MARS' tag-line at the 1&1 web hosting company is "replicating petabytes over long distances" and "has replaced DRBD as the backbone of the 1&1 geo-redundancy feature as publicly advertised for 1&1 Shared Hosting Linux (ShaHoLin). MARS is also running on several other 1&1 clusters. Some other people over the world have also seemingly started to use it."
MARS in 2016 saw several bug fixes, portability improvements for newer kernels, some developments around new features, and more. Thomas Schoebel-Theuer who has been leading MARS development at 1&1 is hoping to see more upstream developers willing to engage in the project and ideally work to see it upstreamed. It looks like there's still more work to do, but maybe we'll see this giant code-base land in the Linux kernel in 2017.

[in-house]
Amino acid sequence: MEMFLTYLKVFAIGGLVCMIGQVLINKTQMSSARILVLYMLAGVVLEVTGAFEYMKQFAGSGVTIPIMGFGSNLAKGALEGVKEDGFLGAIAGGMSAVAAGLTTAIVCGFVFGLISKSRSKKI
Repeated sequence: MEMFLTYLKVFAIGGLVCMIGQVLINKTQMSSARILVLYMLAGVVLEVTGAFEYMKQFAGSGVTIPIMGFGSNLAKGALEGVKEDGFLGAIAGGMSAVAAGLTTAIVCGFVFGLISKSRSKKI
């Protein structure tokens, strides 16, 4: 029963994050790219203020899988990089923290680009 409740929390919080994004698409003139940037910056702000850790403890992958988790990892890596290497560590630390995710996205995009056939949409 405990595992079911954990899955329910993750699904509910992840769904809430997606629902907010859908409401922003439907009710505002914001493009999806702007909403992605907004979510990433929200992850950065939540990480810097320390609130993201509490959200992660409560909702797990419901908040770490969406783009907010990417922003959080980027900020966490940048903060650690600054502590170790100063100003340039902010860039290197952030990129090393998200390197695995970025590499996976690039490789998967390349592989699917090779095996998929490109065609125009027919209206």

Those interested in MARS for storage replication can find out more via the annual status update, this 2016 PDF presentation on the project, or this GitHub repository.